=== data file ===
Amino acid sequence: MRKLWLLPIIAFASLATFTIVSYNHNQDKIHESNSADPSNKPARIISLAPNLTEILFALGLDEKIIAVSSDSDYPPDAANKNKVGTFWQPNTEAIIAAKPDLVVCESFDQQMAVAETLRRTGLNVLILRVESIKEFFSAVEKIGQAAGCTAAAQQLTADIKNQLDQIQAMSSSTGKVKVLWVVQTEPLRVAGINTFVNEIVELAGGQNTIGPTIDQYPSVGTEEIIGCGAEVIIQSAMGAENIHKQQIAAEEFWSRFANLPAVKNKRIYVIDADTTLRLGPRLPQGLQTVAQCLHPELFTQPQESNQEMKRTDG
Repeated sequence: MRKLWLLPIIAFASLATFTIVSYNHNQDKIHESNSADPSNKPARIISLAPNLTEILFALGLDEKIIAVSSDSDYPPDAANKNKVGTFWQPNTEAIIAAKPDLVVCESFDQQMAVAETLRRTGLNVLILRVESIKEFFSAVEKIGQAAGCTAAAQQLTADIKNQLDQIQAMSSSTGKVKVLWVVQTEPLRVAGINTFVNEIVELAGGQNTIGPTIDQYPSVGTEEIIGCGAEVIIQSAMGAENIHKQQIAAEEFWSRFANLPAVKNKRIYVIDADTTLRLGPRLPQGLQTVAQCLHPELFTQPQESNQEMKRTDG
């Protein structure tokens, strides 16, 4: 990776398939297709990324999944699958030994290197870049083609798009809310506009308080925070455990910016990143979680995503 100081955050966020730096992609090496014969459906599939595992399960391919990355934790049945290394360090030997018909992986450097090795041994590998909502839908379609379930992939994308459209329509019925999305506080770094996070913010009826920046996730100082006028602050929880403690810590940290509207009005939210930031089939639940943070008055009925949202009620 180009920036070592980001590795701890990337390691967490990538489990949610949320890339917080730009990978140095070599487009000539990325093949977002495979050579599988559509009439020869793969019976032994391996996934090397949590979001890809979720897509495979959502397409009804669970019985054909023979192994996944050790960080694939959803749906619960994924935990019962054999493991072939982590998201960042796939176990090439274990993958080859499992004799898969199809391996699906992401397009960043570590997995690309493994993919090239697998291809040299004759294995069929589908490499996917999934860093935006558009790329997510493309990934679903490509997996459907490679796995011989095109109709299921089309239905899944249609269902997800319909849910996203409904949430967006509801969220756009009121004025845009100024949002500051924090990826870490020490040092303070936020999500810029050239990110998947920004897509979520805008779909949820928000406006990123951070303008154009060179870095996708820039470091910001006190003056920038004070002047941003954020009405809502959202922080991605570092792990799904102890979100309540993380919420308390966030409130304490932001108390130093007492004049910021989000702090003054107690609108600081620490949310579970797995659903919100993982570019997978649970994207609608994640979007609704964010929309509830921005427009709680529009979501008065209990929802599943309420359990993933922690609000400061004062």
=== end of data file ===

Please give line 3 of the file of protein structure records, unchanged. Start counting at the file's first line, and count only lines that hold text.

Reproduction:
């Protein structure tokens, strides 16, 4: 990776398939297709990324999944699958030994290197870049083609798009809310506009308080925070455990910016990143979680995503 100081955050966020730096992609090496014969459906599939595992399960391919990355934790049945290394360090030997018909992986450097090795041994590998909502839908379609379930992939994308459209329509019925999305506080770094996070913010009826920046996730100082006028602050929880403690810590940290509207009005939210930031089939639940943070008055009925949202009620 180009920036070592980001590795701890990337390691967490990538489990949610949320890339917080730009990978140095070599487009000539990325093949977002495979050579599988559509009439020869793969019976032994391996996934090397949590979001890809979720897509495979959502397409009804669970019985054909023979192994996944050790960080694939959803749906619960994924935990019962054999493991072939982590998201960042796939176990090439274990993958080859499992004799898969199809391996699906992401397009960043570590997995690309493994993919090239697998291809040299004759294995069929589908490499996917999934860093935006558009790329997510493309990934679903490509997996459907490679796995011989095109109709299921089309239905899944249609269902997800319909849910996203409904949430967006509801969220756009009121004025845009100024949002500051924090990826870490020490040092303070936020999500810029050239990110998947920004897509979520805008779909949820928000406006990123951070303008154009060179870095996708820039470091910001006190003056920038004070002047941003954020009405809502959202922080991605570092792990799904102890979100309540993380919420308390966030409130304490932001108390130093007492004049910021989000702090003054107690609108600081620490949310579970797995659903919100993982570019997978649970994207609608994640979007609704964010929309509830921005427009709680529009979501008065209990929802599943309420359990993933922690609000400061004062």